Etcetera or Et cetera? Here’s the correct spelling (+10 EXAMPLES)

Latin words are pretty common to this day in the English language. Since most of the language originates from the same Latin language from the Roman Empire all those years ago, it’s no surprise that we still use some of them today. One such word is “etcetera,” and we’ll cover that for you now to learn all about it.

Is The Correct Spelling Etcetera Or Et Cetera?

The correct spelling is “etcetera” if you’re using American English. You spell it “et cetera” in Candian English or other forms of English. The meaning stays the same no matter what spelling you use, and both are technically correct no matter where you are in the world. However, Latin’s original spelling form is with the space between the words (“et cetera”).

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Is “Et Cetera” Used Differently In American English And Canadian English?

As mentioned, there is a difference between using “etcetera” in American English and Canadian English. Depending on which country you are in, you might see it written down in one of those two ways. It’s also worth noting that Canadian English follows the same rules as British English, so British English also uses the alternative spelling “et cetera.” Again, both ways hold the same meaning, so there won’t be confusion if you accidentally spell it a different way.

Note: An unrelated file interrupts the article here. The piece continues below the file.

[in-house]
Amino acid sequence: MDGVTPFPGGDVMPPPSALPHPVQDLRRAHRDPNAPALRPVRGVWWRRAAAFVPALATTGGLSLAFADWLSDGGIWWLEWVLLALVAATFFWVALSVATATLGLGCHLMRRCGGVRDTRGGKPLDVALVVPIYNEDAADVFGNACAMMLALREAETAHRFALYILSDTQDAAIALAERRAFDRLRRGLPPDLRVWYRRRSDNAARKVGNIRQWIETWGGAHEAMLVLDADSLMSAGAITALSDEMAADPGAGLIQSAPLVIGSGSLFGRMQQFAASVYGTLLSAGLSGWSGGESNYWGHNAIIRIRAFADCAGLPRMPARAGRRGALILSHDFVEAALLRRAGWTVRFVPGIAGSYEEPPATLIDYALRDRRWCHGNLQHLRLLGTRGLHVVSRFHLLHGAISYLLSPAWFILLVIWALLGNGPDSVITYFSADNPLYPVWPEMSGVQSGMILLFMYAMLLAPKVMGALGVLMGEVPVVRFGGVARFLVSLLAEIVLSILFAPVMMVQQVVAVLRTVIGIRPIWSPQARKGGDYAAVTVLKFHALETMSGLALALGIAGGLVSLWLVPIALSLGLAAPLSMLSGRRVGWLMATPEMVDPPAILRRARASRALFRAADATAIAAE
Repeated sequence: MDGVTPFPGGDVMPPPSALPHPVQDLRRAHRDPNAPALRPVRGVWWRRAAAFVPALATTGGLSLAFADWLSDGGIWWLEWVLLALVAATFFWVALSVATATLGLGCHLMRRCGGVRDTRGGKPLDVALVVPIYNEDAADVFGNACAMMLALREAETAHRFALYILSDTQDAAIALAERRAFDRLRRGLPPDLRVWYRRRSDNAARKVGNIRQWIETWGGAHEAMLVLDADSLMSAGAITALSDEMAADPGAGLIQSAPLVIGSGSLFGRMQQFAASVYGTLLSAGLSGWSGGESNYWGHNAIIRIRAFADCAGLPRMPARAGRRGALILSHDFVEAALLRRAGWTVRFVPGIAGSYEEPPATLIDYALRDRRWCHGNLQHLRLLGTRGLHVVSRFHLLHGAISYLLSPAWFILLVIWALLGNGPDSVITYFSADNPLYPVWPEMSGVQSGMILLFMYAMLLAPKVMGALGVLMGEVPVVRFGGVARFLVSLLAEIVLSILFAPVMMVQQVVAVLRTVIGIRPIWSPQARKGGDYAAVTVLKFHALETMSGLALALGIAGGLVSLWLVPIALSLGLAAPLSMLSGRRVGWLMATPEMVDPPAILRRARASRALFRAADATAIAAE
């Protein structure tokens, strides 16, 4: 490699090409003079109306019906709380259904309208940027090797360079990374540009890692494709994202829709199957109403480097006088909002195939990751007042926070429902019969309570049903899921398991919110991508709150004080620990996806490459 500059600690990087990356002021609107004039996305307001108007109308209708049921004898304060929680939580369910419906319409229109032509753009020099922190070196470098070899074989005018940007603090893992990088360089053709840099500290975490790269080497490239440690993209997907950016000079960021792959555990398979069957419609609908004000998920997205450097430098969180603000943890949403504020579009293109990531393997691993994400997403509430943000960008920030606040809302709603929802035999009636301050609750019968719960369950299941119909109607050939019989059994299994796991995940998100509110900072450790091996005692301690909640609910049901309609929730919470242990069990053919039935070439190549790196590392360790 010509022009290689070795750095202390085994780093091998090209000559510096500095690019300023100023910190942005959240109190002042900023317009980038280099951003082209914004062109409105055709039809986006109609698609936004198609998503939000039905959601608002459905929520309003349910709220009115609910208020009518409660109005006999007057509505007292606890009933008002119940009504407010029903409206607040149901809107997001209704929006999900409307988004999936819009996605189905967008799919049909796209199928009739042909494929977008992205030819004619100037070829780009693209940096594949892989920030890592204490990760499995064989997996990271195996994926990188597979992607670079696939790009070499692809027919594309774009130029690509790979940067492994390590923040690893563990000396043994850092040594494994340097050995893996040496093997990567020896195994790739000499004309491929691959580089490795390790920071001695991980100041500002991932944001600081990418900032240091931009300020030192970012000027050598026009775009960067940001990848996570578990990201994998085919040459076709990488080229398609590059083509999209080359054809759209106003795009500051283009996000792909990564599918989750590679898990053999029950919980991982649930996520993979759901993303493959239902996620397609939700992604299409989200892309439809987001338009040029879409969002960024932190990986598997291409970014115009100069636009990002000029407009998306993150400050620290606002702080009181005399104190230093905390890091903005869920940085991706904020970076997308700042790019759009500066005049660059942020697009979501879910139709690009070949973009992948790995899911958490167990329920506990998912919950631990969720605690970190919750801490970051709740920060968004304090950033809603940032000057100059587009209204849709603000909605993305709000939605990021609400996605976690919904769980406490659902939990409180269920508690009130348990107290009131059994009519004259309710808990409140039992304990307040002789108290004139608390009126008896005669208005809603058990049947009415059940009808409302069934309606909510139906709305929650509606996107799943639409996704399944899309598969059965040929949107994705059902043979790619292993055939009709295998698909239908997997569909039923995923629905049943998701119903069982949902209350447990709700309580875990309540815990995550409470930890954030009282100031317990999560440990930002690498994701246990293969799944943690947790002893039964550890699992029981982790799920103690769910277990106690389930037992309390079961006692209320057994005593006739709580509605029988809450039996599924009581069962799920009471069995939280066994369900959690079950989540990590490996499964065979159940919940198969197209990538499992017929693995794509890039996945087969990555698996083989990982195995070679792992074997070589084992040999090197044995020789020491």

We’ll cover this more later, but the likelihood that you’ll even see “etcetera” written down is very slim. The reason being is because it’s often abbreviated and left that way, and it’s acceptable to abbreviate even in the most formal of writing styles.

If I Am Not From Either The US Or Canada – Should I Use “Et Cetera” Or “Etcetera”?

There’s one simple thing you can do if you’re not from the US or Canada and still need to write it, and that’s use whatever works best for you. It’s up to you which style of spelling works better for you. If you’re dealing with US people more often, then “etcetera” is better. However, if you have dealings with the rest of the world, then “et cetera” is more useful. Either way, no one will question your spelling (usually).

Most English-speaking countries that aren’t the USA will use British English as their root. This is the same for Canadian English and is why it differs in spelling from the American English version. So, other countries, like Ireland, Australia, and New Zealand, all follow the same British English spelling. If you’re from a non-English-speaking country, the most appropriate way to spell it would be the British English way – which is “et cetera.”

What Is The Meaning Of Et Cetera?

The definition of etcetera in sentences or lists means “and some more” or “and so forth.” Either way, it often implies that there is more to the list in question, but there isn’t enough room, time, or need to include any more examples. From Latin, the direct et cetera translation means “and the rest” (“et” meaning “and” and “Cetera” meaning “the rest”).